Oy vey! Too much time has elapsed since my last post - un-for-givable! I know the blog rules of etiquette - at least the basics - and two weeks absence is simply way too long. My apologies to all four of you.
Since we last spoke I've been developing a paper with Sarah "multiple-regression" Soule that seeks to redefine the very core of our understanding of social movements. We're taking the literature by the throat and saying, "Listen, if you want keep on navel-gazing, that's your business, but take your case studies and comparative analyses and step the fuck outta the way - our N is bigger and we're taking it to a higher level!"
That's what we say in private, but the paper will have much more tact.
An old, old question for social movement scholars is how can we explain levels of protest. Pretty straightforward stuff.
The answers so far? Strain: the more dire the social strain on a population, the more protest you'll see. Resource mobilization: the more resources available to social movements, the more active they'll be. Political opportunities: the weaker the repression, the greater the access to decision-makers, and the more ties to a divided elite, the more social movement action you'll get.
The similarities of these theories? They all tend to look at one or two movements (or subsets thereof) and the conditions within them, or the political context they face.
The problem: movements and the organizations that constitute them are not unified entities that react to strains or political opportunities to the same extent, and resources - obviously - are not distributed equally.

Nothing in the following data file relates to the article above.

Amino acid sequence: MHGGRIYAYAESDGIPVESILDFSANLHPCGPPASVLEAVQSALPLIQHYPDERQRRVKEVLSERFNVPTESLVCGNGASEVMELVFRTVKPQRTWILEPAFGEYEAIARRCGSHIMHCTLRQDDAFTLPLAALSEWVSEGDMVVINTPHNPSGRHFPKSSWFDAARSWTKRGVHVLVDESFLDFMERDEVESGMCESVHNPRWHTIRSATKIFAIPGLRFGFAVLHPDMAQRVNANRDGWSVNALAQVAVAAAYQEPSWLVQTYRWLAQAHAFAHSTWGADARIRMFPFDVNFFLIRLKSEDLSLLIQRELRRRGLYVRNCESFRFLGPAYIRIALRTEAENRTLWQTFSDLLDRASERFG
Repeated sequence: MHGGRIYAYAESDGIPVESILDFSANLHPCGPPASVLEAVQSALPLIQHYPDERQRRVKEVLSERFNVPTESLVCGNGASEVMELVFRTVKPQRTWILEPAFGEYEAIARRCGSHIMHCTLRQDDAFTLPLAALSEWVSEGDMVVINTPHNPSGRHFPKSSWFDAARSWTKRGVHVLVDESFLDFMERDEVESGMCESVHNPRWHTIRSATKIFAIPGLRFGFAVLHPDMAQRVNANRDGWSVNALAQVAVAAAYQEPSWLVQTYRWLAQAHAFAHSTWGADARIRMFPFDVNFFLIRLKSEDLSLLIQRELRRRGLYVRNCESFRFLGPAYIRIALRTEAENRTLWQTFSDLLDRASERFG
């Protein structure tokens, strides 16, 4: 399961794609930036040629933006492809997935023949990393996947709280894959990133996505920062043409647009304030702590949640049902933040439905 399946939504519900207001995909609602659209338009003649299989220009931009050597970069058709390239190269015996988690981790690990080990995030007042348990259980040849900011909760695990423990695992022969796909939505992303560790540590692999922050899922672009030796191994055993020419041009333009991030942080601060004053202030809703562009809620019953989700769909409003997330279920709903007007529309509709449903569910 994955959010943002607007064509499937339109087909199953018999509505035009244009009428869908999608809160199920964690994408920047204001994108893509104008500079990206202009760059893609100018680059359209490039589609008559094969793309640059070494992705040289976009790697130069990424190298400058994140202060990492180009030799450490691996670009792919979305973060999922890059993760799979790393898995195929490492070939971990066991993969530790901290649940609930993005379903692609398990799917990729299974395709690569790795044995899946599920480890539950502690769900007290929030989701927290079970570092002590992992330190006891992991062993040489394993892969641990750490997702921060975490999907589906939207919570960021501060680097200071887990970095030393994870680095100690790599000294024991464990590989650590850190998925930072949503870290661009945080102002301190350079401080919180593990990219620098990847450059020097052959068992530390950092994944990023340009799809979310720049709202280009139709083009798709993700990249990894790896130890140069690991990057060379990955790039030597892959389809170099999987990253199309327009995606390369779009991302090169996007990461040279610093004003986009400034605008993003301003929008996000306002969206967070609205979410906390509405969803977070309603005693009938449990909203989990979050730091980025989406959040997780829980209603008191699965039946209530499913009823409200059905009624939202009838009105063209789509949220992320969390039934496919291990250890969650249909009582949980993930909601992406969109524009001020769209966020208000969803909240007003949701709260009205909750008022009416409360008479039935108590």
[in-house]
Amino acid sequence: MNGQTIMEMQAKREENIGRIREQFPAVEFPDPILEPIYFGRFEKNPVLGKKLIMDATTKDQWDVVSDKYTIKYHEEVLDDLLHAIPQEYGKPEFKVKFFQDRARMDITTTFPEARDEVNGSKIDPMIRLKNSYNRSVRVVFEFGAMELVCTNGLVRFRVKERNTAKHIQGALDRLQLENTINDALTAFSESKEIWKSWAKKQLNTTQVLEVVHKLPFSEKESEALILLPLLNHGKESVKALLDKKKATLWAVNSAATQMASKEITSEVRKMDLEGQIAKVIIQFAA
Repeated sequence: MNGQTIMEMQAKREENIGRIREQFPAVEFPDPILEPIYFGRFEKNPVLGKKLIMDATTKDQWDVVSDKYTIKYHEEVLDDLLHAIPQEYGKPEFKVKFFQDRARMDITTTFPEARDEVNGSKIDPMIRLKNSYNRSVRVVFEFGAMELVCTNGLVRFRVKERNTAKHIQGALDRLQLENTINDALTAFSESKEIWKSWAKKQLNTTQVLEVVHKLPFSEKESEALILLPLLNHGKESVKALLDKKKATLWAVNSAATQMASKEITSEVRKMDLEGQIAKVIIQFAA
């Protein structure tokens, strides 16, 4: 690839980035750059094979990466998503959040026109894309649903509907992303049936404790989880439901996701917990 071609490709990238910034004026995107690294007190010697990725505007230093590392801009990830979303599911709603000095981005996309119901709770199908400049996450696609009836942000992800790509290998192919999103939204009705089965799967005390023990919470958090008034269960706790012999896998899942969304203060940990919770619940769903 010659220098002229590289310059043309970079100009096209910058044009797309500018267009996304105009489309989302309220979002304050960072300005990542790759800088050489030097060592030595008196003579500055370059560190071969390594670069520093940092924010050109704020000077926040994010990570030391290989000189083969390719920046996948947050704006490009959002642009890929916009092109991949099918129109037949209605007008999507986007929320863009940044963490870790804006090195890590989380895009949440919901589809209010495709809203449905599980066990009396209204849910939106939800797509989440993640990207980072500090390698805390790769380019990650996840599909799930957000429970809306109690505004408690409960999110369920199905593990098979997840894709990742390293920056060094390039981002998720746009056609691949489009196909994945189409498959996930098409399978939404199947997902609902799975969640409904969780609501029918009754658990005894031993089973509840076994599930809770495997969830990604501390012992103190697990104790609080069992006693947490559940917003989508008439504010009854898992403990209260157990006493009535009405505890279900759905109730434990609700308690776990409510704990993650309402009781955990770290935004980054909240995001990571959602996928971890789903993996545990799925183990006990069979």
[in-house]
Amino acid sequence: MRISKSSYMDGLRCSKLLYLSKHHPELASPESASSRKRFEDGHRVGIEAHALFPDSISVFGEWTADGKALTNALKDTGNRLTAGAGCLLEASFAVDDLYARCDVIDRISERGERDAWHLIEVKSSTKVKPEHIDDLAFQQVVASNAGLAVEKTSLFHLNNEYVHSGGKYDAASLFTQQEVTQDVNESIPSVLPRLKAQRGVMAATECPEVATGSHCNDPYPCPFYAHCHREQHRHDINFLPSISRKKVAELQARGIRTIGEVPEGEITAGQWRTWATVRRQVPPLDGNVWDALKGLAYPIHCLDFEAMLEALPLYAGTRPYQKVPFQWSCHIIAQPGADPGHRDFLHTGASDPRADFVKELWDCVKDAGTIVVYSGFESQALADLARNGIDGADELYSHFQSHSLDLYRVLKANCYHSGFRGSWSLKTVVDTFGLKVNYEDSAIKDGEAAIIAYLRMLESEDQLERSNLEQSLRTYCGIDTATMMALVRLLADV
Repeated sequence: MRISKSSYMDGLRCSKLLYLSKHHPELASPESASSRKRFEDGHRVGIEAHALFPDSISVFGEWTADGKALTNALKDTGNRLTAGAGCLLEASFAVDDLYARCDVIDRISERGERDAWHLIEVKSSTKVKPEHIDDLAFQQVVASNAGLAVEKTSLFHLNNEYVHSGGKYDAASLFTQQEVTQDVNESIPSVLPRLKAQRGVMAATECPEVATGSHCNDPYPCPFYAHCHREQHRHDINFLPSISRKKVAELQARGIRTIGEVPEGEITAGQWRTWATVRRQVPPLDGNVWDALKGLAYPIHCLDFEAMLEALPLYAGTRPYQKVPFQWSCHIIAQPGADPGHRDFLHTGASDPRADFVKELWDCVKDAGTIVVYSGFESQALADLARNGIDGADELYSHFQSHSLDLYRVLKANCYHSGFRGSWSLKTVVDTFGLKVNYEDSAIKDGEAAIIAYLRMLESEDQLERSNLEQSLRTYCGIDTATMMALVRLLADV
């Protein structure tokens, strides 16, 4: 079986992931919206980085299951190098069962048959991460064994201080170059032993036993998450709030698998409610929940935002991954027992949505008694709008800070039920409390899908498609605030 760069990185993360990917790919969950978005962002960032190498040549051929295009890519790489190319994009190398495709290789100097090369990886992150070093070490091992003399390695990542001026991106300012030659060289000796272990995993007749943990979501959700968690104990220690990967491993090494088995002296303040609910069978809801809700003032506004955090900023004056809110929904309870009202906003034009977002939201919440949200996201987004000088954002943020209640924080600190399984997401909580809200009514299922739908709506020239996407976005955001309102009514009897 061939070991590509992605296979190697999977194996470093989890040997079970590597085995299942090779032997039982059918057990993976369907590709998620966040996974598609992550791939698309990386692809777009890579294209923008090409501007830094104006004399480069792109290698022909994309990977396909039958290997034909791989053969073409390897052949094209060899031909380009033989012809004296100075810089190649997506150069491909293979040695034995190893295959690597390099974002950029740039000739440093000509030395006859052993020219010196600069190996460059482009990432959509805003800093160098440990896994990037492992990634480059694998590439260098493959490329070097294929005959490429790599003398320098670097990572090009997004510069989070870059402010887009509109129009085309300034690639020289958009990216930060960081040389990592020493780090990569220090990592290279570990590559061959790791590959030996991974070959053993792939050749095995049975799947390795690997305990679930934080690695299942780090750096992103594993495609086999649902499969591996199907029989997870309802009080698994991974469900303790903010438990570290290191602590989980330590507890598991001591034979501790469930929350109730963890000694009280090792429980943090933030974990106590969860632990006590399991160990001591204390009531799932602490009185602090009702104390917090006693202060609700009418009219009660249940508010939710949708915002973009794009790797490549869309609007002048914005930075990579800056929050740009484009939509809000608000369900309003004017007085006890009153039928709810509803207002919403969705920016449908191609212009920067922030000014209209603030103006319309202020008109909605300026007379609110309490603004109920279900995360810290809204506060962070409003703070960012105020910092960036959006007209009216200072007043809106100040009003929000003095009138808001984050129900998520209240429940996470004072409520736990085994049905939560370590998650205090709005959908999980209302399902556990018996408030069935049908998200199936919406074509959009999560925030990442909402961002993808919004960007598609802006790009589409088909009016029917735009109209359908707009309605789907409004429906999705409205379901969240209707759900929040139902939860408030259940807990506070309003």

A solution: look at the whole sector of social movement organizations over time and examine the changing dynamics of interorganizational relations - i.e., it's our nod to organizational theory.
What we find is weak and contradictory support for existing social movement theories, and evidence of a density dependence effect. That is, organizations that resemble a mid-range number of other organizations in the social movement sector - no matter what issues they endorse - will be more active than their peers that adopt more unique or more common forms. For organizational theories, the finding (which follows Olzak & Uhrig 2001) is interesting because we take organizational form to mean the set of tactics in an organization's repertoire. This changes yearly, so that organizations can adapt to changing circumstances, despite the claims of Population Ecologists. "Tactical overlap" is the extent to which the tactics in an organization's repertoire are used by other organizations in public events that year. Come on, this is fascinating stuff!
As I revise and clean up this analysis, I will (should) post questions and thoughts here in hopes that the blogging medium really truly is a place for collaboration and improvement. And who wouldn't love to start including in the acknowledgement section of our papers such startling names as "Drek," or "Alan?"
I've done other things over the past two weeks too, but I've run out of time and space. Another time, another day.